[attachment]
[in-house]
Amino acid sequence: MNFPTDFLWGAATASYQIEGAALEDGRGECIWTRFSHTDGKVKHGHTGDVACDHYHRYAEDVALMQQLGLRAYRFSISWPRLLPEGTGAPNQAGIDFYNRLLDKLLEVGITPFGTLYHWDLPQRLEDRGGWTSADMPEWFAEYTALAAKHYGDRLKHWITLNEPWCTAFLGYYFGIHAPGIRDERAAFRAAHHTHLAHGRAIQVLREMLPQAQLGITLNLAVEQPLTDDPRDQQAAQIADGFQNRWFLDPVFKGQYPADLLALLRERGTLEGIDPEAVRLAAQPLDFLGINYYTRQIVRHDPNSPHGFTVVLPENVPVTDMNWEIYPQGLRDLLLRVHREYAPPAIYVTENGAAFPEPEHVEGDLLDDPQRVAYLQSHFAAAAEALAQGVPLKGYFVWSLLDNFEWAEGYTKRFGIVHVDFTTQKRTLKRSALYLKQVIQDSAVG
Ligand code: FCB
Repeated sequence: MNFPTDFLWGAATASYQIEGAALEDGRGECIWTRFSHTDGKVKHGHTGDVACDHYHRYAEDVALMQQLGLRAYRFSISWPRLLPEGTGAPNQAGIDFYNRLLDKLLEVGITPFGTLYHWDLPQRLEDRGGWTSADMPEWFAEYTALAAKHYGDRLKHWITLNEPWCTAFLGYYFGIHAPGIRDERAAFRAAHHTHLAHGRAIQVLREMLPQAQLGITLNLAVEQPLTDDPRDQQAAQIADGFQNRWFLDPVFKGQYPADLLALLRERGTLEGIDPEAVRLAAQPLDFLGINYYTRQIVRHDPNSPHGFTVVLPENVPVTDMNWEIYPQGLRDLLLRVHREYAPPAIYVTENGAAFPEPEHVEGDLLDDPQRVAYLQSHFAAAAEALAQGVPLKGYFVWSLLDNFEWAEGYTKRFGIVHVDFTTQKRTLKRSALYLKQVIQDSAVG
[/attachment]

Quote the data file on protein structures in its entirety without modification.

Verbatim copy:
[in-house]
Amino acid sequence: MNFPTDFLWGAATASYQIEGAALEDGRGECIWTRFSHTDGKVKHGHTGDVACDHYHRYAEDVALMQQLGLRAYRFSISWPRLLPEGTGAPNQAGIDFYNRLLDKLLEVGITPFGTLYHWDLPQRLEDRGGWTSADMPEWFAEYTALAAKHYGDRLKHWITLNEPWCTAFLGYYFGIHAPGIRDERAAFRAAHHTHLAHGRAIQVLREMLPQAQLGITLNLAVEQPLTDDPRDQQAAQIADGFQNRWFLDPVFKGQYPADLLALLRERGTLEGIDPEAVRLAAQPLDFLGINYYTRQIVRHDPNSPHGFTVVLPENVPVTDMNWEIYPQGLRDLLLRVHREYAPPAIYVTENGAAFPEPEHVEGDLLDDPQRVAYLQSHFAAAAEALAQGVPLKGYFVWSLLDNFEWAEGYTKRFGIVHVDFTTQKRTLKRSALYLKQVIQDSAVG
Ligand code: FCB
Repeated sequence: MNFPTDFLWGAATASYQIEGAALEDGRGECIWTRFSHTDGKVKHGHTGDVACDHYHRYAEDVALMQQLGLRAYRFSISWPRLLPEGTGAPNQAGIDFYNRLLDKLLEVGITPFGTLYHWDLPQRLEDRGGWTSADMPEWFAEYTALAAKHYGDRLKHWITLNEPWCTAFLGYYFGIHAPGIRDERAAFRAAHHTHLAHGRAIQVLREMLPQAQLGITLNLAVEQPLTDDPRDQQAAQIADGFQNRWFLDPVFKGQYPADLLALLRERGTLEGIDPEAVRLAAQPLDFLGINYYTRQIVRHDPNSPHGFTVVLPENVPVTDMNWEIYPQGLRDLLLRVHREYAPPAIYVTENGAAFPEPEHVEGDLLDDPQRVAYLQSHFAAAAEALAQGVPLKGYFVWSLLDNFEWAEGYTKRFGIVHVDFTTQKRTLKRSALYLKQVIQDSAVG